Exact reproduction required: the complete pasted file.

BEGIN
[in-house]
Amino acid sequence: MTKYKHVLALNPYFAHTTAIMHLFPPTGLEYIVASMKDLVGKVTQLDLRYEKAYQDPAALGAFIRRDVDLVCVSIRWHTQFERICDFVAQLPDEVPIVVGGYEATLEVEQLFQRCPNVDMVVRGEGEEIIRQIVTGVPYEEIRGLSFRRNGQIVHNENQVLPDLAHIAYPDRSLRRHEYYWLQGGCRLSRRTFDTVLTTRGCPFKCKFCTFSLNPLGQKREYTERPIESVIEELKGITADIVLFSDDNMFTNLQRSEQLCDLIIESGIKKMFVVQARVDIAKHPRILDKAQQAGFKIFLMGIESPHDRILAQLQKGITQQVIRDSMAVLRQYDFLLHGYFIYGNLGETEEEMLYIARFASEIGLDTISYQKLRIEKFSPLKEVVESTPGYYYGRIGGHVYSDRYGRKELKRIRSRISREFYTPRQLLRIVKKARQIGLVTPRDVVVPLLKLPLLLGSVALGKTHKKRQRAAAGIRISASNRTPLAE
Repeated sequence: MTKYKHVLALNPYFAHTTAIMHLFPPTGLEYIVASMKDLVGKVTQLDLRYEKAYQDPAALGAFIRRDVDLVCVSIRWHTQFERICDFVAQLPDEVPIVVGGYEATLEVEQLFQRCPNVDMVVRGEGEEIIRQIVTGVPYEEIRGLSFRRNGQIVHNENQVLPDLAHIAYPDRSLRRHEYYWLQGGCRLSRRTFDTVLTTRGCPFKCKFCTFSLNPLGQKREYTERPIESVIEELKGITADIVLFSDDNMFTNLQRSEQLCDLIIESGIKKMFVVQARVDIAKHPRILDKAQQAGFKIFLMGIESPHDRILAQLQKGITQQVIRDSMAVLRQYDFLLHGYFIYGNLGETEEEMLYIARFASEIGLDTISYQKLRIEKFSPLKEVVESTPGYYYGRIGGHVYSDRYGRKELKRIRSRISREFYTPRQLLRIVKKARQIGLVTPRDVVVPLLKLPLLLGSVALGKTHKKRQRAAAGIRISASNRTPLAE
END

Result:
[in-house]
Amino acid sequence: MTKYKHVLALNPYFAHTTAIMHLFPPTGLEYIVASMKDLVGKVTQLDLRYEKAYQDPAALGAFIRRDVDLVCVSIRWHTQFERICDFVAQLPDEVPIVVGGYEATLEVEQLFQRCPNVDMVVRGEGEEIIRQIVTGVPYEEIRGLSFRRNGQIVHNENQVLPDLAHIAYPDRSLRRHEYYWLQGGCRLSRRTFDTVLTTRGCPFKCKFCTFSLNPLGQKREYTERPIESVIEELKGITADIVLFSDDNMFTNLQRSEQLCDLIIESGIKKMFVVQARVDIAKHPRILDKAQQAGFKIFLMGIESPHDRILAQLQKGITQQVIRDSMAVLRQYDFLLHGYFIYGNLGETEEEMLYIARFASEIGLDTISYQKLRIEKFSPLKEVVESTPGYYYGRIGGHVYSDRYGRKELKRIRSRISREFYTPRQLLRIVKKARQIGLVTPRDVVVPLLKLPLLLGSVALGKTHKKRQRAAAGIRISASNRTPLAE
Repeated sequence: MTKYKHVLALNPYFAHTTAIMHLFPPTGLEYIVASMKDLVGKVTQLDLRYEKAYQDPAALGAFIRRDVDLVCVSIRWHTQFERICDFVAQLPDEVPIVVGGYEATLEVEQLFQRCPNVDMVVRGEGEEIIRQIVTGVPYEEIRGLSFRRNGQIVHNENQVLPDLAHIAYPDRSLRRHEYYWLQGGCRLSRRTFDTVLTTRGCPFKCKFCTFSLNPLGQKREYTERPIESVIEELKGITADIVLFSDDNMFTNLQRSEQLCDLIIESGIKKMFVVQARVDIAKHPRILDKAQQAGFKIFLMGIESPHDRILAQLQKGITQQVIRDSMAVLRQYDFLLHGYFIYGNLGETEEEMLYIARFASEIGLDTISYQKLRIEKFSPLKEVVESTPGYYYGRIGGHVYSDRYGRKELKRIRSRISREFYTPRQLLRIVKKARQIGLVTPRDVVVPLLKLPLLLGSVALGKTHKKRQRAAAGIRISASNRTPLAE